Sensory speculations on the Riedel Coca-Cola glass

The wine news is making hay this week with specialty glassware maker Riedel’s newest custom glass shape designed for Coca-Cola. While the process for selecting the glass sounds pretty empirical — a panel tried Coke out of a bunch of prototype glasses and chose the one they liked best — I can’t help but wonder about the sensory chemical logic behind the design. There’s no sense in being pretentious about this: even if Coke is a mass-produced beverage and a cultural and health nightmare, it’s still very sensorily complex (and unquestionably popular).

The glass recapitulates the wide-shouldered hourglass shape of the old-fashioned glass Coke bottle. That’s simple brand congruity: only the shape of the glass opening and the upper bowl affect the glass’s sensory properties in terms of directing aromatics to the nose and affecting how the liquid hits the palate. The dynamics of how Coke behaves in a glass will be wildly different than wine, with the possible exception of a sweet sparkling. Coke has bubbles, which actively convey volatile aromatics into the head space above the glass. It’s extremely high in both sugar and acid (phosphoric, as opposed to tartaric, malic, and lactic in wine) and contains caffeine, none of which should have a significant affect on aroma save insofar as the sugar increases viscosity. How that compares with the viscosity of wine, where alcohol and glycerol (and sometimes sugar) are responsible for viscosity, I’m not sure.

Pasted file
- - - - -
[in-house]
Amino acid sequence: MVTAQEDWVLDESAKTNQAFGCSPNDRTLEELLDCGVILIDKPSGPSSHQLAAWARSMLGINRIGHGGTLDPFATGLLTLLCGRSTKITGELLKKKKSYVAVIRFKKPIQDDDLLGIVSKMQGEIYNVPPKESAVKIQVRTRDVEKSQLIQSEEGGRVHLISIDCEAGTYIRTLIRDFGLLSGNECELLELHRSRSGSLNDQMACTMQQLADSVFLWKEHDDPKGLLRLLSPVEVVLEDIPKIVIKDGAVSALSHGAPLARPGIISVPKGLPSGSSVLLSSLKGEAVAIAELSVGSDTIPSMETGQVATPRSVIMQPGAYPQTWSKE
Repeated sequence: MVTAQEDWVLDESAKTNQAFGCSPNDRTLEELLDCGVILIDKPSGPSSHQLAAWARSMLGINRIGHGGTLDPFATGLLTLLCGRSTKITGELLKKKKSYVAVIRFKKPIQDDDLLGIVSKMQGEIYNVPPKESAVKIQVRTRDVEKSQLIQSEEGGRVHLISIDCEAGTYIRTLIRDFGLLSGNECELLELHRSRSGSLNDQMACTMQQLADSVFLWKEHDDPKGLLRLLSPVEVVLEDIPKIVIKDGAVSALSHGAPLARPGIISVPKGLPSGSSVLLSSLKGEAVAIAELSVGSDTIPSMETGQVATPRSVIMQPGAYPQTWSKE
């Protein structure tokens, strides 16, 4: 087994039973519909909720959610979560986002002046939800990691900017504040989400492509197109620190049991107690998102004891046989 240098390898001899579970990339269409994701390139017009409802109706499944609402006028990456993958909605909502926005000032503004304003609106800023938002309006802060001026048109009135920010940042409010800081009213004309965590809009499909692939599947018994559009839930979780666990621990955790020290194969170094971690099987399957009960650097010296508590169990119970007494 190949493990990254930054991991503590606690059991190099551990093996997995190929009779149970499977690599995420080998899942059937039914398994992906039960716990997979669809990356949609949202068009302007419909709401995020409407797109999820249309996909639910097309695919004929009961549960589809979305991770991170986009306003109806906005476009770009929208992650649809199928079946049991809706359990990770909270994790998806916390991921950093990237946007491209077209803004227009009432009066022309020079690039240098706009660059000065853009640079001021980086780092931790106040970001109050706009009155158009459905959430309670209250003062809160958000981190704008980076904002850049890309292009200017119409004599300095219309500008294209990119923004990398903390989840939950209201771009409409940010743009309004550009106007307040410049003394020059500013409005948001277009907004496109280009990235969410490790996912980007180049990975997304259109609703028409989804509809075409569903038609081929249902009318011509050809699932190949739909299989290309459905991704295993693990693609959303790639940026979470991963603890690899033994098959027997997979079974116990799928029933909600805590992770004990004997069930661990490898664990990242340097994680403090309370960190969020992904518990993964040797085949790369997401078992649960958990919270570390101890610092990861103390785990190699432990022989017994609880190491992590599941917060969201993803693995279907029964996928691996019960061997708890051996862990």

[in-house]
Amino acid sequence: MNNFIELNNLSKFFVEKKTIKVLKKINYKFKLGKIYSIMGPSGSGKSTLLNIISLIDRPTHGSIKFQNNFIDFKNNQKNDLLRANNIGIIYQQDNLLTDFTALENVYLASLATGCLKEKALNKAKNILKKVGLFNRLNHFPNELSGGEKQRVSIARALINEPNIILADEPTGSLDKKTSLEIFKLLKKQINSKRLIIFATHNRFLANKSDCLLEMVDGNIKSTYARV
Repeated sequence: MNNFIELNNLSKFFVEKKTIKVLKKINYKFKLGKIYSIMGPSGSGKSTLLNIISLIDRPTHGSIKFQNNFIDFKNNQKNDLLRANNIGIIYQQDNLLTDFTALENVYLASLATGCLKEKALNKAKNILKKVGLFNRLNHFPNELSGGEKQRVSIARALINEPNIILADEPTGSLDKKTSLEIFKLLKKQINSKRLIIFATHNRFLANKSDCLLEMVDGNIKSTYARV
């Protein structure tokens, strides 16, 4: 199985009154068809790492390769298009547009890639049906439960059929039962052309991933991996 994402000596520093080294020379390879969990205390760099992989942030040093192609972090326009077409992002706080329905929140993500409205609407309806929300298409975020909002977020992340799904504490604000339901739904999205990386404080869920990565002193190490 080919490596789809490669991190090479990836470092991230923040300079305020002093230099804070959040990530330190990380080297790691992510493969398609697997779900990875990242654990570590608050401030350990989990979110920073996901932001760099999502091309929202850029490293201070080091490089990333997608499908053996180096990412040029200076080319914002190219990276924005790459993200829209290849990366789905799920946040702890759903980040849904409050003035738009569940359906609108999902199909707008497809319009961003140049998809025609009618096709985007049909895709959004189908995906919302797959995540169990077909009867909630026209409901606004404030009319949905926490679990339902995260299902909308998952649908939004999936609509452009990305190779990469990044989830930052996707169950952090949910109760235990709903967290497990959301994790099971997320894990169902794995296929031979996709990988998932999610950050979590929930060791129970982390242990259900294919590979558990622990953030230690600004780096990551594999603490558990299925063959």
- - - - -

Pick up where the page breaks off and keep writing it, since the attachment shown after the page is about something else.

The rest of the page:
A spokesperson from Riedel says that the top of the glass is the same shape as the Riedel O-series Sauvignon Blanc glass, which immediately sent me on a search for methoxypyrazines and thiols (two prominent characterizers of Sauv Blanc) in Coke.

No joy, and no surprise: methoxypyrazines are responsible for green bell peppery notes, thiols for various tropical fruit and grapefruit-y aromas. It’s been a while since I had Coke, but I’m pretty confident that neither bell pepper nor passionfruit feature prominently in its flavor profile, even if its citrusy notes are easily agreed-upon. The Open Cola Project recipe, which we might reasonably expect to be in the right ballpark, calls for orange, lemon, and lime oils along with cassia (Chinese cinnamon), nutmeg, coriander, and lavender, and a lot of sugar and acid and caramel color.

From a theoretical perspective, then, I’m going to guess that the glass emphasizes Coke’s spritely and refreshing citrus aromatics first and foremost, leaving the sweet caramel/vanilla and spicy notes to bring up the rear. That testers would prefer that effect is congruent with the famous 1980′s and ’90′s Coke vs. Pepsi trials, which showed that Pepsi tended to win out in sip tests — both because it was sweeter and because it has a heavier initial citrus impression — but that Coke had more lasting fans — because it was less sweet, because Pepsi’s citrus tends to fade after the first few sips, and because Coke has a more robust caramel backbone.

On that basis, the glass should either be really good for a rum-and-coke — if you’re using cheap, sweet rum and want to maintain the refreshing balance of the drink against the extra sugar and body — or really bad for a rum-and-coke — if you’re using decent rum and want to play up the sweet/vanilla/barrel aromas.

If I get hold of a glass, I’ll test the theory — this is worth one small exception to my long-standing boycott of Coca-Cola (as well as Pepsi and a number of other food mega-companies) as a response to the company’s massive funding of campaigns against mandatory labeling of GMO-containing foods (and I can’t stand the stuff in any case). But I’d love to know what characteristics the glass brings out, and to play with fresh vs. flat, ice vs. no ice.

What’s next? A gin and tonic glass? A raw milk glass? An orange juice glass? A Pepsi glass? Tea glasses are apparently in the works, but I can only hope that they’ll differentiate oolong from lapsang souchong from pu ehr.